In contrast to a number of other studies [6], the present study could not find a significant effect of implants on the OHRQoL score. This may be caused by a high loss of implants in irradiated bone [14]. The number of lost implants in this study was, however, only 4 inserted in two patients but both patients responded negatively on the treatment and showed deterioration in OHRQoL. Although the 10 other patients with implant-supported reconstructions had improved OHRQoL after oral rehabilitation the sample size and the variation in the material was to great for demonstrating significant differences. Thus, the material indicated that by increasing the sample size significant benefits of implants would appear.

Measures of self-reported losses in health related quality of life provide a holistic approach to evaluate treatment effectiveness. The most frequently used measure within dentistry is the OHIP, but a great number of other measures have been used for patients exposed for radiation or ablative surgery [15]. Kornblith and coworkers used the obturator functioning scale (OFS) for patients with obturator prosthesis and combined it with Psychosocial Adjustment to illness Scale (PAIS), Mental Health Inventory (MHI), Impact of Event Scale, and Family Functioning Scale [16]. Other studies have used the EORTC QLQ-H&N 35 [17] and different depression scales e.g. Centre for Epidemiologic Studies Depression Scale (CES-D) and Illness intrusiveness ratings scale [18]. For a more generic description of HRQoL the EQ-5D has frequently been used. When oral health related quality of life is measured and compared between different groups, it is advantageous to use the same scale. OHIP-49 and different modification of this OHRQoL measure has been used for a number of different oral rehabilitation treatment modalities [11,19]. In a study by Özhayat 2011 [19] the OHIP-49 scores before treatment for patients without radiation therapy or ablative surgery was 35 for patients with FDP´s and 50 for RDP´s, respectively [19]. In the present study the mean OHIP-49 score was 77 before oral rehabilitation. Thus the starting point was worse in the present group of patients. On the other hand a high OHIP-score could be easier to improve than a low. In the present study the mean change or improvement was 37, whereas the improvement in the studies by özhayat was 20 for the RDP group and 13 for the FDP group [11].

The validity of the OHIP-49 for evaluating the patient-reported effect of oral rehabilitation with and without implants can be questioned for this group of patients. Thus, it has been found that items other than the ones in the OHIP-49 are important when performing interviews of the participants [20,21].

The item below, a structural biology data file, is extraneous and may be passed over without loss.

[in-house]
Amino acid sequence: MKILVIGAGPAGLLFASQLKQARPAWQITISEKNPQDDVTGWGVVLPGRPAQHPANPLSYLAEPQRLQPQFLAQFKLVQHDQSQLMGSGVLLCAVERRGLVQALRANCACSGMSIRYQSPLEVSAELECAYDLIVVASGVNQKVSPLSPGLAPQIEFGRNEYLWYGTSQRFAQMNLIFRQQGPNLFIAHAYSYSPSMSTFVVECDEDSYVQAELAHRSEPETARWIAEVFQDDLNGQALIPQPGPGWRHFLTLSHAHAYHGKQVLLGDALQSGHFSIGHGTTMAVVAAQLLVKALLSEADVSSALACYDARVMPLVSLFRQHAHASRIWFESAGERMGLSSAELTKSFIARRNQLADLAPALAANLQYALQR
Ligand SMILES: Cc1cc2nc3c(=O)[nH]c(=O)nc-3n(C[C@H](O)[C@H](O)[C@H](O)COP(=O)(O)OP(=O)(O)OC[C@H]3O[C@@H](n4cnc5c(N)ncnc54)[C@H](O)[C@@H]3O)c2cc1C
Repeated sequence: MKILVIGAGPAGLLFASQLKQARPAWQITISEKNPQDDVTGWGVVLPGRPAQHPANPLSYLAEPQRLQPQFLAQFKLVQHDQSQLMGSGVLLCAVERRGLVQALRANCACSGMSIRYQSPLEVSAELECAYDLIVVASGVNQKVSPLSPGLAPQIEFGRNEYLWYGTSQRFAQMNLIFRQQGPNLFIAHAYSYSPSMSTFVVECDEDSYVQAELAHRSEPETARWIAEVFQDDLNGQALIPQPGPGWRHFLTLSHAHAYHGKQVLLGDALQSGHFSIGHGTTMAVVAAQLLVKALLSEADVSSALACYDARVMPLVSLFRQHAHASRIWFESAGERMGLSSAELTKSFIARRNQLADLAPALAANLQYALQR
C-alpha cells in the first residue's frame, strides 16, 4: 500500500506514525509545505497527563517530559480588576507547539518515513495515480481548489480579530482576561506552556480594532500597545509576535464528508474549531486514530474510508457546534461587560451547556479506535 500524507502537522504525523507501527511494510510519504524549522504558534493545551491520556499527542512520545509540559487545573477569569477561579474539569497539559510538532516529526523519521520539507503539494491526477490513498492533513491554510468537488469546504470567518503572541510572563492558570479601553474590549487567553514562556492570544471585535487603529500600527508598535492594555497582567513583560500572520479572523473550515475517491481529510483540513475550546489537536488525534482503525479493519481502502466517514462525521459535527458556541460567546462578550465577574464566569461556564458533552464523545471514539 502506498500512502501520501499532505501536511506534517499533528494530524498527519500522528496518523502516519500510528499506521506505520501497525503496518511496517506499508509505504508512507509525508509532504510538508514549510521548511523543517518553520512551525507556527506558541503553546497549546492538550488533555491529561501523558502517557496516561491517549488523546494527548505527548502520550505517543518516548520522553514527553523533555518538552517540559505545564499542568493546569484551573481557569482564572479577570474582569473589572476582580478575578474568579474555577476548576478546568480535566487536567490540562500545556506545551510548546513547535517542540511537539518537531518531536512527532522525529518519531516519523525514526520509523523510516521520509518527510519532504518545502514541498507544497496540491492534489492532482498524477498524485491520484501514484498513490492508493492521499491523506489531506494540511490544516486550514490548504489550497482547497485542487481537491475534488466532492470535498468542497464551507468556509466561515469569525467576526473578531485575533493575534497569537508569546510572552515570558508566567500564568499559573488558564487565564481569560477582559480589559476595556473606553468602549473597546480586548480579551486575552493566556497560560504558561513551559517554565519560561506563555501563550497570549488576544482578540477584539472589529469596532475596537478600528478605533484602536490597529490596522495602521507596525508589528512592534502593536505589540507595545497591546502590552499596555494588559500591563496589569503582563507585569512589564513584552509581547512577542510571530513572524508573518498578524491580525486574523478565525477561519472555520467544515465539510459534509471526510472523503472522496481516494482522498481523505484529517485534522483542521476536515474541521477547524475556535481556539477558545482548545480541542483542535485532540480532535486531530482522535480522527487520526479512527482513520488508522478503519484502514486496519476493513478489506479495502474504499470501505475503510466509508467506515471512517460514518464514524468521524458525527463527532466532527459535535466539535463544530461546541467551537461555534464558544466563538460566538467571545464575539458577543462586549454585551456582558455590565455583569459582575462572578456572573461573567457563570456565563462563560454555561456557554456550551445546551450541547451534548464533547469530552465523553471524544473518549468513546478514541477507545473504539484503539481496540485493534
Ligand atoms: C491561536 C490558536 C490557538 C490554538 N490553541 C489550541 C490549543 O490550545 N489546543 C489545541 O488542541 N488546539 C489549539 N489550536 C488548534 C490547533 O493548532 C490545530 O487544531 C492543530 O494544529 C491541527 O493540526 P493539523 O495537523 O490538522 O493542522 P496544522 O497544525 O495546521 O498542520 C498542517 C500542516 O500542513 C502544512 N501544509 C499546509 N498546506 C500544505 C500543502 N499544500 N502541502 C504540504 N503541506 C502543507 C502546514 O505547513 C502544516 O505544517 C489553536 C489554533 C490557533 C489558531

In studies examine treatments with RDP and FDP food catching and worried about the dental situation was the most frequently reported problems [11]. In the present study difficult chewing and avoiding eating some food were more prominent problems. Unclear speech was included in the ten most frequently reported problems both before and after treatment, whereas this was not an item in the top-ten for the RDPs and FDPs in the study by Özhayat and Gotfredsen [11]. This is not surprising as 10 of the patients underwent rehabilitation with obturators.

A number of studies have demonstrated an established relationship between satisfaction with the oral rehabilitation and personality profiles [15, 22]. Thus, psychological factors have a profound role in shaping patients satisfaction with oral rehabilitation and patients with higher levels of neuroticism will be less satisfied with dental treatment [22]. On the other hand, dental prostheses might be an important source of concern for the patients, and may affect their personality profile.

In summary, the present study demonstrated a significant improvement in OHRQoL after oral rehabilitation with fixed and removable dental prosthesis for patients after radiation and/or ablative jaw surgery. The variation between patients was, however, so large that more patients had to be included to demonstrate significant benefits of implants.


Acknowledgement

We would like to thank dental hygienist, Lisa Myung Pilegaard Hansen at the Department of Oral Rehabilitation, Faculty of Health and Medical Sciences at University of Copenhagen for helping with data collection and statistician Ulla Mogensen for help with the statistical analyses.


References